- The Washington Times - Wednesday, November 9, 2016

Republican Sen. Pat Toomey won reelection Tuesday after months of heartburn over his button-lipped stance on Donald Trump, allowing Senate Republicans to hold their chamber majority.

For months, the race had been too-close-to-call, as Mr. Toomey appeared to be pulled under by general opposition to Mr. Trump, who lagged behind Democratic nominee Hillary Clinton in recent presidential polls out of the Keystone State, only to surge on Election Day.

Indeed, Mr. Toomey faced a tough balancing act in his battleground state. He needed to bring in the throng of excited Trump supporters in coal and steel towns across the state, without turning off suburban Philadelphia voters who tended to favor Hillary Clinton.

He even refused to say whether he planned to vote for Mr. Trump in interviews leading up to Election Day, resulting in awkward moments along the trail.

Mr. Toomey finally said he voted for Mr. Trump at about 6:45 p.m. Tuesday, prompting Ms. McGinty to accuse the Republican of waiting out the clock as long as possible.

“Let’s be clear here: Pat Toomey is intentionally waiting until millions of his constituents have already voted today before making clear to them who he supports to be our next commander in chief,” McGinty campaign spokesman Josh Levitt said earlier in the day.

Yet Mr. Toomey’s gambit worked out in the end.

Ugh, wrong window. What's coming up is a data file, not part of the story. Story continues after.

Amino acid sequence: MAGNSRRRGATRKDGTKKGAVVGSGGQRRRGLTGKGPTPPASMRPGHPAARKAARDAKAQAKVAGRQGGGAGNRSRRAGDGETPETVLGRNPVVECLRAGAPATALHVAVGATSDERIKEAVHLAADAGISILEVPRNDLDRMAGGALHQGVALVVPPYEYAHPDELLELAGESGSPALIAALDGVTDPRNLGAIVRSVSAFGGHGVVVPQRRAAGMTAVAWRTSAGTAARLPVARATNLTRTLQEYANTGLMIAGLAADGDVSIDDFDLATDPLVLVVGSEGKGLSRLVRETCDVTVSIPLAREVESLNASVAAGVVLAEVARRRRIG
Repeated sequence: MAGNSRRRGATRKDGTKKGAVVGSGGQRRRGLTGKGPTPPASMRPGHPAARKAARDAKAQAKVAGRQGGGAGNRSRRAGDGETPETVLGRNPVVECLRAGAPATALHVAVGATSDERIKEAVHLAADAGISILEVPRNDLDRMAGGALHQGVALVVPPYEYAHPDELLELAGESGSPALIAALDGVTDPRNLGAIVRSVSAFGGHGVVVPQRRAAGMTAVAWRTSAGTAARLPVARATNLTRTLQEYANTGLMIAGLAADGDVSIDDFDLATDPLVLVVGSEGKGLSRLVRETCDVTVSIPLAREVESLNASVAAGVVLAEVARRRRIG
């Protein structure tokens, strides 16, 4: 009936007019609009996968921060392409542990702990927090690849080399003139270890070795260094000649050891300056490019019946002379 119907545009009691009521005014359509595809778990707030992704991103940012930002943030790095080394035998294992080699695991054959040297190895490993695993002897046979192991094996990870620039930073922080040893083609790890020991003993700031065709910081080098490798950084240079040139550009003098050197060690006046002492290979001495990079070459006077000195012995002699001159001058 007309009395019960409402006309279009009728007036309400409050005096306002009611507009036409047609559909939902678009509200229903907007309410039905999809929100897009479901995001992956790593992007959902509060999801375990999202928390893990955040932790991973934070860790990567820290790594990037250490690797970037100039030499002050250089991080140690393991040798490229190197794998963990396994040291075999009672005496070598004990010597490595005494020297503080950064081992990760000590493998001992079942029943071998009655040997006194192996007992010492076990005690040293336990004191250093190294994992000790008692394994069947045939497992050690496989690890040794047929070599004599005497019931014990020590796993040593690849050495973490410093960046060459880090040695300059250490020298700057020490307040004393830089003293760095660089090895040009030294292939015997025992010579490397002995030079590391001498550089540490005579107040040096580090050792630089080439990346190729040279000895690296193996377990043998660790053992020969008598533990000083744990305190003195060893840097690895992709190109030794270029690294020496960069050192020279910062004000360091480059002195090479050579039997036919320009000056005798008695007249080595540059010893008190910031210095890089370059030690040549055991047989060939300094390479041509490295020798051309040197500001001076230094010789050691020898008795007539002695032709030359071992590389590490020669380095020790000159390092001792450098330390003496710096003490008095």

During the campaign, Mr. Toomey highlighted his opposition to “sanctuary cities” that generally limit the extent to which local authorities will assist or communicate with federal immigration officials when they come across someone who may be in the country illegally.

He also touted his failed 2013 push to expand background checks on gun purchases, though President Obama slammed the campaign for using video of him praising the senator.

“Courage is telling Pennsylvania voters where you stand on the tough issues, not just the easy ones like background checks,” Mr. Obama said in the statement released through the Senate Democrats’ campaign committee. “Pat Toomey won’t tell Pennsylvania voters where he stands on Donald Trump, trying instead to have it both ways by telling different people what he thinks they want to hear. That’s not courage.”

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